Finland is home to a great many dark, epic and melodious metal bands, such as Nightwish, Sonata Arctica and Ensiferum. However, not one of them can capture the cold and bitter nature of Scandinavia like Moonsorrow. Known for their ability to intricately craft breathtaking and monumental epics, their seventh instalment, Jumalten Aika, is a darkened rendition of the band’s demeanour.
Fans have had to endure a five-year gap since 2011’s Varjoina Kuljemme Kuolleiden Maassa for new material, but the blackened folk metal masters have certainly delivered with their latest opus. As the album begins, listeners are met with the familiar Moonsorrow sound of mouth harps and ambience with some added chanting and rhythmic drums, before being thrown into the darkness as Ville Sorvali greets the listener with his unforgiving growls and bass, and the guitars and drums of Henri Sorvali, Mitja Harvilahti, and Marko Tarvonen, respectively, create a wall of music. Shortly after, Markus Eurén can be heard on keyboards as the rhythm picks up. Already, I can hear that the album is much faster paced than their previous album, and shows why Moonsorrow often come under the folk metal moniker, however, without the over abundance of traditional folk instruments and passages. Sure, there are some sections of the album that feature violin or acoustic guitar, but the music is much more dominated by the distorted guitar on this record than any previous work.
The 12-minute title track features a spell of blast beats amongst atmospheric keys, choral chants and subtle acoustic guitar all with a strong sense of black metal about it. There’s certainly a lot of variation throughout, whilst retaining good song structure as it gives way for the next lengthy number: Ruttolehto sis. Päivättömän Päivän Kansa which, for me, is the sonic equivalent to a vast, beautiful landscape that has seen its fair share of turmoil.
The shortest song on the album, yet still boasting seven minutes, is accompanied by Moonsorrow’s debut music video. Entitled Suden Tunti, it is the closest they have been to straight-up folk metal since their debut album Suden Uni, if only for the jaunty rhythms and use of the mouth-harp throughout the song. However, just over half way through the song, the atmosphere takes a turn, where the tempo slows down and the darker feel returns until the song comes to its conclusion.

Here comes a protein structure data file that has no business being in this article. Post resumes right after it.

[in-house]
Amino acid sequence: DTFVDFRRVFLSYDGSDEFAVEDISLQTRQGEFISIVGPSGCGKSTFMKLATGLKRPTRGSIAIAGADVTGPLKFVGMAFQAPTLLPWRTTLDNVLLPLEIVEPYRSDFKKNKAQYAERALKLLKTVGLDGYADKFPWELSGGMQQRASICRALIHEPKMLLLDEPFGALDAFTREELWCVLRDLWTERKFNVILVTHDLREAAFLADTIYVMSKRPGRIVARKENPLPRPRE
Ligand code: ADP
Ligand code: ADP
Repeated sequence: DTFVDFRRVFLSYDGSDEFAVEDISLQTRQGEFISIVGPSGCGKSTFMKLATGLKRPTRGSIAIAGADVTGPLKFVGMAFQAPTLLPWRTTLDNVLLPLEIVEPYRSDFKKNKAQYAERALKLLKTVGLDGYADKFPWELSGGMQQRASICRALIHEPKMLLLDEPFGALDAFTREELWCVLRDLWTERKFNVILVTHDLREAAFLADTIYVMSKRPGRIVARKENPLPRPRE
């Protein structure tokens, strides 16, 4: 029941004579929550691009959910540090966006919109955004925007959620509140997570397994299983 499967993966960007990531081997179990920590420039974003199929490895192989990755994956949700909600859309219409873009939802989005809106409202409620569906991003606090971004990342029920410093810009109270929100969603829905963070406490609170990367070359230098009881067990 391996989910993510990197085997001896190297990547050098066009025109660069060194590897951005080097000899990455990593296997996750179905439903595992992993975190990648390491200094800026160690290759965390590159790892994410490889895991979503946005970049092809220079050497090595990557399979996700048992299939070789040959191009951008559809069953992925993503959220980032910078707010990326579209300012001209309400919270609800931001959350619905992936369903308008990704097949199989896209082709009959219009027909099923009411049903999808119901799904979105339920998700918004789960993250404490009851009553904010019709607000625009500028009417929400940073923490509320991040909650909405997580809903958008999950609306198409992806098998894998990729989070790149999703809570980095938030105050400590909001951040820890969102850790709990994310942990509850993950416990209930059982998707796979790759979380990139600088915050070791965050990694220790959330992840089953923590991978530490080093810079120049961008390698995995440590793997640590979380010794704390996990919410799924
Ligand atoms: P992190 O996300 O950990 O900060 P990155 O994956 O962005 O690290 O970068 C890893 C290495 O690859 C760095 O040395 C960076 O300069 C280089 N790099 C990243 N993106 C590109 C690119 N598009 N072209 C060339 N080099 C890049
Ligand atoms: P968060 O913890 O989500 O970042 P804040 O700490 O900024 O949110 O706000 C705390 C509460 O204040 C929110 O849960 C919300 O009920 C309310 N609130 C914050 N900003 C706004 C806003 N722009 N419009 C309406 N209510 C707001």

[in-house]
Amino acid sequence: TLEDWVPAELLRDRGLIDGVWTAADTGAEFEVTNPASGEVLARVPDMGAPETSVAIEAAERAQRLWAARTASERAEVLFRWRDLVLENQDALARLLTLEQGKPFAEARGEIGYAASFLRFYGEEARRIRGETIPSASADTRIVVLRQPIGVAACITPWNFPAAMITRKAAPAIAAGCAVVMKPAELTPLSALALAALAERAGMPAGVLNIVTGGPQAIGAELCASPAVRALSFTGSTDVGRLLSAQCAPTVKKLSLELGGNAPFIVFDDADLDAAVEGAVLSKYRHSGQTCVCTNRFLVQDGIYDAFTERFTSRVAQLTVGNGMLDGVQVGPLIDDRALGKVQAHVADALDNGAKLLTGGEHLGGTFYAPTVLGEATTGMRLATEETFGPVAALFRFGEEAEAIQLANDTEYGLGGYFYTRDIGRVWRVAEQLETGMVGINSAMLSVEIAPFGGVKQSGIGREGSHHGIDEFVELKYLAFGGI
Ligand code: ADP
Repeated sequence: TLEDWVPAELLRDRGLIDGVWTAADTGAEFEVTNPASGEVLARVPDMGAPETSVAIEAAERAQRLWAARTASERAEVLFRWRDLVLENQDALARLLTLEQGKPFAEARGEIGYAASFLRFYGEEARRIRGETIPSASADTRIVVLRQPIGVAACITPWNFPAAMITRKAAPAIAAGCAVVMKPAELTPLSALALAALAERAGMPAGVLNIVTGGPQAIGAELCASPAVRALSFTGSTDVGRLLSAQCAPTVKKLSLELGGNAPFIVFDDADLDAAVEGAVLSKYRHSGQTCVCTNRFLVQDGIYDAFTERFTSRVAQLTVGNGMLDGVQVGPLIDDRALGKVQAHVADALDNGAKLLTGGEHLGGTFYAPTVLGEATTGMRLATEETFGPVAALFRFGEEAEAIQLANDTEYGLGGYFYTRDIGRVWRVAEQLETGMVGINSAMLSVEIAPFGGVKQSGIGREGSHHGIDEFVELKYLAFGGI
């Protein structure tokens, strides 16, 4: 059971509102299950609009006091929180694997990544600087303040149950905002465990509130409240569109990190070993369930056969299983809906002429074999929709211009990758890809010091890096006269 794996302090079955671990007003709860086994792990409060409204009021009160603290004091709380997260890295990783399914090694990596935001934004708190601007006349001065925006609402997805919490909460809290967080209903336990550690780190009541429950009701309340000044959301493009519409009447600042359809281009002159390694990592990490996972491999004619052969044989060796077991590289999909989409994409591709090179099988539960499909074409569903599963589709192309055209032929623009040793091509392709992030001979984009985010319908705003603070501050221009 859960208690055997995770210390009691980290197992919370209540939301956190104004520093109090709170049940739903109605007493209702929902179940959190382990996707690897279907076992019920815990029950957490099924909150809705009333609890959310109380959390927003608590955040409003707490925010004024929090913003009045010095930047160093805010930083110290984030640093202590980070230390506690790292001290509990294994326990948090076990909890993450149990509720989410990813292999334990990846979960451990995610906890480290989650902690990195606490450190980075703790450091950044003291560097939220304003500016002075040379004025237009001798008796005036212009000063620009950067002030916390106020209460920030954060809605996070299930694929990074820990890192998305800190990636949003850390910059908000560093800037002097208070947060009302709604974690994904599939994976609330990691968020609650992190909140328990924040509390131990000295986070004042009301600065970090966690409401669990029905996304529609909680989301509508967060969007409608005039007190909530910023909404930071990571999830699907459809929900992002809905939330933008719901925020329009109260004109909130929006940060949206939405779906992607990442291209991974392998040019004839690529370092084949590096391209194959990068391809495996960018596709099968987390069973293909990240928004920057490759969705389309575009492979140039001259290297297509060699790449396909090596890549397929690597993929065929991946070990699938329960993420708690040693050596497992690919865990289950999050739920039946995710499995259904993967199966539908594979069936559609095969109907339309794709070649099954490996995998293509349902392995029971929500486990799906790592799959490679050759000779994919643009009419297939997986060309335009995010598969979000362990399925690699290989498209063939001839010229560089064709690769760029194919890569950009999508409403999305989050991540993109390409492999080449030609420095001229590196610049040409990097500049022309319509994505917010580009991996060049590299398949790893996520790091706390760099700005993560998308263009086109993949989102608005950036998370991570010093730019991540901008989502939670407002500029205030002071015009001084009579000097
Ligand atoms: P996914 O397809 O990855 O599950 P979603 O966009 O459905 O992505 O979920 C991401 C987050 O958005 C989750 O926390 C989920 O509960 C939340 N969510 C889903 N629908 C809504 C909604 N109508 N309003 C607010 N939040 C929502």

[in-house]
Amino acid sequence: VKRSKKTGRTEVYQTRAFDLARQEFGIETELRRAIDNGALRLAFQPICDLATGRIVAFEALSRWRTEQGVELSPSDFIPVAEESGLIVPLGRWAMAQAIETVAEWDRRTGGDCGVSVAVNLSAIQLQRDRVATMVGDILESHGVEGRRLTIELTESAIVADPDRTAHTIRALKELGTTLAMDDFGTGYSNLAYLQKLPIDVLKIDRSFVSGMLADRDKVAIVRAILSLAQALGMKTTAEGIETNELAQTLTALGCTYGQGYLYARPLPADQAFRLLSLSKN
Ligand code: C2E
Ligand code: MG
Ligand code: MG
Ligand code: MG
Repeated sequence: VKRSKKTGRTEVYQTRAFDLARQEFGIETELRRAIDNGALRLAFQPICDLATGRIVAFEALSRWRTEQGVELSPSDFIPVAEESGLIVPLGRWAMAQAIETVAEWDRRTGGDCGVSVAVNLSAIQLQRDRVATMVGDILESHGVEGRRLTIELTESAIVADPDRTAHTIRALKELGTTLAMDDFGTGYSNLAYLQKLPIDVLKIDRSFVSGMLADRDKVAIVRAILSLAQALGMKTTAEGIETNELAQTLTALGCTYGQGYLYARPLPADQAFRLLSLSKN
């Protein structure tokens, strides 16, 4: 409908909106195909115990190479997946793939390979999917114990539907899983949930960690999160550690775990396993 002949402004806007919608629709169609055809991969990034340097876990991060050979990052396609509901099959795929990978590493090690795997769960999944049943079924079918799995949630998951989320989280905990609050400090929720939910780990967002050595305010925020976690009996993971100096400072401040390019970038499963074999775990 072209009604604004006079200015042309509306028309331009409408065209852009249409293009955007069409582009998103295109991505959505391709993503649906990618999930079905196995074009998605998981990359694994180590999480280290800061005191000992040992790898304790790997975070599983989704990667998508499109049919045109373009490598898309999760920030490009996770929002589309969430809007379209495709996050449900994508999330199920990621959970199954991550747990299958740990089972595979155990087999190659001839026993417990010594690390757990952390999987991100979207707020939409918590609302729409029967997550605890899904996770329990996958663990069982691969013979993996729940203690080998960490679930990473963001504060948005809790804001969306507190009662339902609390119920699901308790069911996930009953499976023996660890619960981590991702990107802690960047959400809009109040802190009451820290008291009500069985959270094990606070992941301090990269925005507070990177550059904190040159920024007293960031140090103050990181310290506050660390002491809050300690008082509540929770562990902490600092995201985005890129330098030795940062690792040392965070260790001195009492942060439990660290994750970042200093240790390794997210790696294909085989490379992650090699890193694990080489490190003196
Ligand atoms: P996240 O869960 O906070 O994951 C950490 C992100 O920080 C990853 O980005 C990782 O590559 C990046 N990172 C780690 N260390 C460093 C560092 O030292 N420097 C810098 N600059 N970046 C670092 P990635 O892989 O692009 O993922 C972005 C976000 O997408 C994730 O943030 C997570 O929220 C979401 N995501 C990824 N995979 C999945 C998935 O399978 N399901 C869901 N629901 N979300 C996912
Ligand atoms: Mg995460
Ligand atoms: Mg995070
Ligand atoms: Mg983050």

Although the pagan metallers distance themselves from the label of ‘Viking Metal’, Mimisbrunn is a song based on norse mythology. Translating to Mimir’s Well, it is a song based on the well located at the base of the world tree Yggdrasil, in which Odin once placed one of his eyes. The track itself is another epic with a huge soundscape, incorporating more down tempo passages alongside black metal-inspired, blast-beat fuelled sections. The use of said blast beats in the songs outro is reminiscent of earlier material, such as Ukkosenjumalan Poika which ends in a similar manner.
The album concludes with its longest feature, Ihmisen Aika (Kumarrus Pimeyteen), the closing moments of which make for an outstanding finale with its massive sounding choir and keyboards as it slowly retrieves you from the dark world that had swallowed you 67 minutes earlier, and leaves you with an eerie harsh voice and ambience.
Although the album has many factors that are typical of Moonsorrow, I think that Jumalten Aika may take more than one listen for any current fan to warm to the subtle, darker changes that the band have incorporated into their sound. It is clearly apparent in the bleak and simple album artwork, as well as their blood-covered photoshoot in the company of a forest, that they have taken a darker path, but even though the five-track album may be a challenging listen, it is certainly worth it for the moment that it eventually grips hold of you and won’t let go until its bitter end.
Moonsorrow are set to tour the UK & Ireland this month with their brothers in Finnish Folk Metal, Korpiklaani. Be sure to catch them at one of the following dates:
20/04 (UK) London | Islington Academy
21/04 (UK) Manchester | Club Academy
22/04 (IRE) Dublin | Button Factory
23/04 (UK) Belfast | Limelight 2
24/04 (UK) Glasgow | Classic Grand
25/04 (UK) Leeds | Stylus
26/04 (UK) Birmingham | Academy 2
27/04 (UK) Bristol | The Fleece
28/04 (UK) Southampton | 1865